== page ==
Ed Note: With tens of millions of Americans preparing for travel this Memorial Day weekend, Walt Whitman’s ‘Song of the Open Road‘ [Leaves of Grass (1856)] is apropos. His call to adventure in the mid-19th century, a time of Westward Expansion for the U.S., resonates for all of us today in travel.
Afoot and light-hearted I take to the open road,
Healthy, free, the world before me,
The long brown path before me leading wherever I choose.
Henceforth I ask not good-fortune, I myself am good-fortune,
Henceforth I whimper no more, postpone no more, need nothing,
Done with indoor complaints, libraries, querulous criticisms,
Strong and content I travel the open road.
The earth, that is sufficient,
I do not want the constellations any nearer,
I know they are very well where they are,
I know they suffice for those who belong to them.…
There are ominous signs that the Earth’s weather patterns have begun to change dramatically and that these changes may portend a drastic decline in food production – with serious political implications for just about every nation on Earth.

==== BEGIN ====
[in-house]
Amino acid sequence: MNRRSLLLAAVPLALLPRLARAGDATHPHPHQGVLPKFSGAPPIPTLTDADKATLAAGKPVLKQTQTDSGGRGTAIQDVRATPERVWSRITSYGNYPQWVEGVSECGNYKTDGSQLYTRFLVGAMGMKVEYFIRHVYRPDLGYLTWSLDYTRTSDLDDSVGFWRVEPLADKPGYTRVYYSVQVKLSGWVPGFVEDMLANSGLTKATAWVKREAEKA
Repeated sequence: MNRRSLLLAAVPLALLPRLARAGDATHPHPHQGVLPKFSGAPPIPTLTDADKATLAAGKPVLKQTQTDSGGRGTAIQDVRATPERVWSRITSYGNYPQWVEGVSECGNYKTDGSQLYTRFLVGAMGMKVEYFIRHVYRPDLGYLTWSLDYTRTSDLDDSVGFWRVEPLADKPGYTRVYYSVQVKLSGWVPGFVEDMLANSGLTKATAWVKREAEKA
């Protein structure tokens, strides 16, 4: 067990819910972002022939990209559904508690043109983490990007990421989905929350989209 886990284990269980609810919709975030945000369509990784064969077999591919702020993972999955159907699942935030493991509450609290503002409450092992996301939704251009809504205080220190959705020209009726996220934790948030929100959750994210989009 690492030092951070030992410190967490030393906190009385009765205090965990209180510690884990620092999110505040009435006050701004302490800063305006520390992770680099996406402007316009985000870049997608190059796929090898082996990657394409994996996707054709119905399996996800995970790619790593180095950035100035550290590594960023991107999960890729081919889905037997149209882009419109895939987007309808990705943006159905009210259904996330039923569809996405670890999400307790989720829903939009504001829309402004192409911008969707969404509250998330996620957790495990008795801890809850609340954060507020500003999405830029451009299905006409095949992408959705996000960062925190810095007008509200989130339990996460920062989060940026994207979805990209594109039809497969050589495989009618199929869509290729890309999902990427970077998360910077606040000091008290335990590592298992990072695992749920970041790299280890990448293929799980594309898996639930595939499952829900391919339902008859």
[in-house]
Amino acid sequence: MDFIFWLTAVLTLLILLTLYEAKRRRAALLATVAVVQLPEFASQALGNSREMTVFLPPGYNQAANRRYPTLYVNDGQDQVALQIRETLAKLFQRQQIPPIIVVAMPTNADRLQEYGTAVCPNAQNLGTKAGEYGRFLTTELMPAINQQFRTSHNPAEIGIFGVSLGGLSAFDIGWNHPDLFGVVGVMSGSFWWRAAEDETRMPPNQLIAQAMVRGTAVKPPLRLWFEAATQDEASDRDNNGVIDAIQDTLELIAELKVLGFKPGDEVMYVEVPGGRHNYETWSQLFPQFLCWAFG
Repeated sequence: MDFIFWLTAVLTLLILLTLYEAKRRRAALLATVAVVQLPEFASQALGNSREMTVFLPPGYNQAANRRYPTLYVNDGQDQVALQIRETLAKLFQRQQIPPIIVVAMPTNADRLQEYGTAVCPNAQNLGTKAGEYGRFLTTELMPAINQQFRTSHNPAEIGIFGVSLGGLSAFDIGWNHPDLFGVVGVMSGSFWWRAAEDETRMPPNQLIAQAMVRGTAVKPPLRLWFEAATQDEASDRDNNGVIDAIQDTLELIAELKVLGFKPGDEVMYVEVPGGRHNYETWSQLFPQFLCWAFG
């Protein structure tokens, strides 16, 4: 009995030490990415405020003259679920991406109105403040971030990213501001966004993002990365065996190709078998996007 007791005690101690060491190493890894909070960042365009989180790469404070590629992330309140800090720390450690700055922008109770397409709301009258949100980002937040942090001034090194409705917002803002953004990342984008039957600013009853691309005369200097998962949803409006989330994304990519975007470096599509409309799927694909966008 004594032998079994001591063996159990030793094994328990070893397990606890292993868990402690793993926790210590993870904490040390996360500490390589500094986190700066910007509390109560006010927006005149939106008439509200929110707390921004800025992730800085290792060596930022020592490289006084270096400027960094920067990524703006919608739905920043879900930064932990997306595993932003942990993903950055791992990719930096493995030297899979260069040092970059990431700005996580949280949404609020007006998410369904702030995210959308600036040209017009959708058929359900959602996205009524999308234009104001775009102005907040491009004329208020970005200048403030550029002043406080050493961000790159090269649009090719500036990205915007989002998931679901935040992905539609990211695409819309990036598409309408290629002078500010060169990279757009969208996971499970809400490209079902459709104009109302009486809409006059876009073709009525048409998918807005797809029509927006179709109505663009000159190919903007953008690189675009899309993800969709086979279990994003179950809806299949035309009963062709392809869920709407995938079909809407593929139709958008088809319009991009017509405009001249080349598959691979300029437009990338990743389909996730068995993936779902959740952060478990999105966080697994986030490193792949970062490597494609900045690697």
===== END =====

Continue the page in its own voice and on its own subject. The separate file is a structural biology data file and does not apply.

The drop in food output could begin quite soon, perhaps only 10 years from now. The regions destined to feel its impact are the great wheat-producing lands of Canada and the USSR in the North, along with a number of marginally self-sufficient tropical areas – parts of India, Pakistan, Bangladesh, Indochina and Indonesia – where the growing season is dependent upon the rains brought by the monsoon. — Newsweek
Another climate-scare article? Yes, but it is from April 28, 1975, almost a half-century ago.
There is nothing wishy-washy about the assertions in popular press stories on the environment.…
“As Texas faces the possibility of high temperatures this summer and the certainty that wind will operate at only a fraction of its installed capacity during periods of peak demand, it is possible the Legislature may adjourn on May 31 having done nothing to address the harm renewables are doing to the Texas grid.”
Despite years of increasing reliance on intermittent generation sources like wind and solar, Texas policymakers seem to have been caught by surprise by the prolonged blackouts experienced by millions of Texans in February.
They should not have been. While temperatures dropped into the single digits for extended periods over much of Texas, solar and wind generators were largely no-shows on the Texas grid.
While other factors were in play, it was renewables that led Texas into darkness.…